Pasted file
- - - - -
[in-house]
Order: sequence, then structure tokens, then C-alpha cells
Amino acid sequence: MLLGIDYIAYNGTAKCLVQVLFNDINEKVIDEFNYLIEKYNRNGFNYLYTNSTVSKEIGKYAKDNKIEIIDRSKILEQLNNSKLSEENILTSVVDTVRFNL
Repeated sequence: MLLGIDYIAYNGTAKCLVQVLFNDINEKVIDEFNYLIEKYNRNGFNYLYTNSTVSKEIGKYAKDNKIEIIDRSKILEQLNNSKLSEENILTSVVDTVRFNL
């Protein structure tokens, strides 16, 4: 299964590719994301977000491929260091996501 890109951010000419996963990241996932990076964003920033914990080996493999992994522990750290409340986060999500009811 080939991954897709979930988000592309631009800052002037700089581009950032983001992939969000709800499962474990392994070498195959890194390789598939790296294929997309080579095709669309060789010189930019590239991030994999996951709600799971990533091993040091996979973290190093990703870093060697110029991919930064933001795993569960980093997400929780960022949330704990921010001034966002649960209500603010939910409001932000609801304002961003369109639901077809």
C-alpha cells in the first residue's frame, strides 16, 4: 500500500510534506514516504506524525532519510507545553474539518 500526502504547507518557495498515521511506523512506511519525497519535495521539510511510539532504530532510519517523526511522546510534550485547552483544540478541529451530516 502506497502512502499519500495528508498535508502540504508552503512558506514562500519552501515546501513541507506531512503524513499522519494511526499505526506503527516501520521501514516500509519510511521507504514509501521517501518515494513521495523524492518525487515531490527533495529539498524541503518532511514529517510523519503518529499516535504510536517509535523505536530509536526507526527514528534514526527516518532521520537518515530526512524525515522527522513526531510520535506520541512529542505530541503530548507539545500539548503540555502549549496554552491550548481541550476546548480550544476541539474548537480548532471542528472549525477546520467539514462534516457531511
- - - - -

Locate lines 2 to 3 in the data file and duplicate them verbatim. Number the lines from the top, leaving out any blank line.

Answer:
Order: sequence, then structure tokens, then C-alpha cells
Amino acid sequence: MLLGIDYIAYNGTAKCLVQVLFNDINEKVIDEFNYLIEKYNRNGFNYLYTNSTVSKEIGKYAKDNKIEIIDRSKILEQLNNSKLSEENILTSVVDTVRFNL